Winter brings a lot of tasty Root crops. Winter Cylindra Beets are colorful, and have cut and come again leaves too! Long winter radishes like Daikons are spicy! Carrots are splendid to eat at the garden, share with your pup, bunnies, shred into salads, add to winter soups and stews, slice/chop/stick and freeze for later! Grow some Parsnips too! Turnips have so unique a flavor you might want to eat them separately to just enjoy that flavor.

Harvest peas when they get to the size you want them, and be prompt with that harvesting to keep them coming! Plant more rounds if you love peas!

MAINTAINING

Sidedressing is like snacking. Some of your heavy leaf producers and big bodied Brassicas, may need a feeding now and again or just when they start to fruit. If they slow down, or just don’t look perky, slip them a liquid feed out to their dripline, or cultivate in a wee bit of blood meal. Get your long spouted watering can nozzle under those low cabbage leaves. Lettuces love manures. Compost and manure teas, fish emulsion (when there are no digging predators), powdered box ferts, are all good. Winter feeds need to be easy for your plant to take up. Use ½ the strength of your summer feedings. Slow release is a wise consideration. An excellent way to get feeds to the roots is to push in a spade fork no more than 6″ deep. Push it in vertically (so as not to break the main tap roots), wiggle it back and forth just a bit, remove the fork, pour your foods into the holes, close ’em back up. Soil organisms will get right to work, your plant will stay healthy and be quite productive! Worm castings, though not food, work wonders with immunity, soil conditioning and help germination! Mix some in with your liquid feeds you pour around your plant.

The exceptions are carrots, peas and favas. Carrots get hairy and will fork with too much food! Over watering or uneven watering makes them split and misshapen. Your peas and favas are busy gathering Nitrogen from the air, feeding themselves.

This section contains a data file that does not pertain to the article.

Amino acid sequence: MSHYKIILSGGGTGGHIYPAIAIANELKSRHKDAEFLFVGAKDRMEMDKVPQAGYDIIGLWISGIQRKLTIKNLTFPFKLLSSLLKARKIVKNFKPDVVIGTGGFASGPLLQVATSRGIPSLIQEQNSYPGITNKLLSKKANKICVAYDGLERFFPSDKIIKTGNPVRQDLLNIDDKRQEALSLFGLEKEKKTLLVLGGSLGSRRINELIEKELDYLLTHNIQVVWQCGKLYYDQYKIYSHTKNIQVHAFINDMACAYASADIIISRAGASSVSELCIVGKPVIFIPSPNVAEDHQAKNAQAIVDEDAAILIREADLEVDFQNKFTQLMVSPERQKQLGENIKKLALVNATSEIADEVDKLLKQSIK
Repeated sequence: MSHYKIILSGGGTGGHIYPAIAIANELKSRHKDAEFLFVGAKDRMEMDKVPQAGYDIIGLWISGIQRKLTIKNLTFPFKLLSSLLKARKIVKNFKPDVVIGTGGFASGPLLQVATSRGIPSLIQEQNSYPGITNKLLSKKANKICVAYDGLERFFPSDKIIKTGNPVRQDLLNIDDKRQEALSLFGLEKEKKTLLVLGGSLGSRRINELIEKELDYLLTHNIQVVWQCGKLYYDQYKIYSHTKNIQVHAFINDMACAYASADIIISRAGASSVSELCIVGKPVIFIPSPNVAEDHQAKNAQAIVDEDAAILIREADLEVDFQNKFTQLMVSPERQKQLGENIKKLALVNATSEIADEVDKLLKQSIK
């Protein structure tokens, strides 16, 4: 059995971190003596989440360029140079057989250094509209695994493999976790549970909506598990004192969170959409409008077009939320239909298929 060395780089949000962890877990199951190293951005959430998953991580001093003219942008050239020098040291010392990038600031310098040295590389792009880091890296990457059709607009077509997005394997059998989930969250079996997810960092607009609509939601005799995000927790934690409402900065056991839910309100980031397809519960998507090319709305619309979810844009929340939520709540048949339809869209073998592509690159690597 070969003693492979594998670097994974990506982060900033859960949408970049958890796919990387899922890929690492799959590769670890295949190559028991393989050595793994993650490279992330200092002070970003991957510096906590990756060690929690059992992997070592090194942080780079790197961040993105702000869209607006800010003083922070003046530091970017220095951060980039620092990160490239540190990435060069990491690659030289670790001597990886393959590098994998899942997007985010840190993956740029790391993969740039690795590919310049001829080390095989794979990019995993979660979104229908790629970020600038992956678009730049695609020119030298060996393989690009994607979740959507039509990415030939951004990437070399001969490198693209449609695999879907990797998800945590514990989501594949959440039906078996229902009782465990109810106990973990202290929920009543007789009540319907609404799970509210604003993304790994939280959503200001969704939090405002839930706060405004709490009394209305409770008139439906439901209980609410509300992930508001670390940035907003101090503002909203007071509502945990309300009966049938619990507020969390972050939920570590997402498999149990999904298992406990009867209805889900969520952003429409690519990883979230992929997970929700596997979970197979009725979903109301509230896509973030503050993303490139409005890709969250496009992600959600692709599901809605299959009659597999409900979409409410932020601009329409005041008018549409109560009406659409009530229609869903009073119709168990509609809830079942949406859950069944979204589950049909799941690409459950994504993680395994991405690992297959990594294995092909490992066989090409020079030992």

A mini task is to keep covering the shoulders of carrots, beets, radishes, parsnips and turnips. They substantially push right up above ground as they grow. Planting their seeds deeper doesn’t compensate. It’s the nature of the veggie! Never hurts to put a handy little pile of extra soil near where you plant them, or plant them in a low sloped trench. When they need covering, pull the sides of the trench down to cover them. Uncovered shoulders look dry, are tough, sometimes bitter, and need peeling before cooking. Uncovered carrot shoulders don’t ripen but stay green, just like exposed parts of potatoes turn green. The green on potatoes is slightly poisonous, not enough to do harm, but it doesn’t look good.

Watering is important even in cool weather. Also, some plants simply like being moist ie chard, lettuce and short rooted peas, beets. No swimming, just moist. Finger check your soil after rains to see if your soil is moist at least 2″ deep. Sometimes it is moistened only 1/4″ deep, needs more water! Also, be careful of too much water, that makes for an aphid tasty soft plant. Watch WEATHER reports in case of freezes, heavy winds, rain. Before weather, stake and tie plants that need support. After strong winds check everybody right away to see if any plants need help. See more about rainy days!

Santa Barbara’s average First Frost (fall) date AT THE AIRPORT is December 19, Last Frost (spring) date is (was?) January 22. That can vary from the coastal areas to the foothills, and our climate is changing generally to warmer, so these dates may not be viable guides much longer, if even now. And remember, these are average dates! See great tips – Protect Your Veggies from Freezing

Except for erosion control, in winter, we pull mulch back to let the soil warm up during the short winter days. The only areas we mulch are around lettuces and chard to keep mud splash off the leaves. Also, it’s good to remove pest habitat, let the soil dry a bit between rains to kill off wilts fungi. Bag up, or pile and cover, clean uninfested summer straw, mulches, to use as compost pile layers during winter. Do not keep straw from areas where there have been infestations.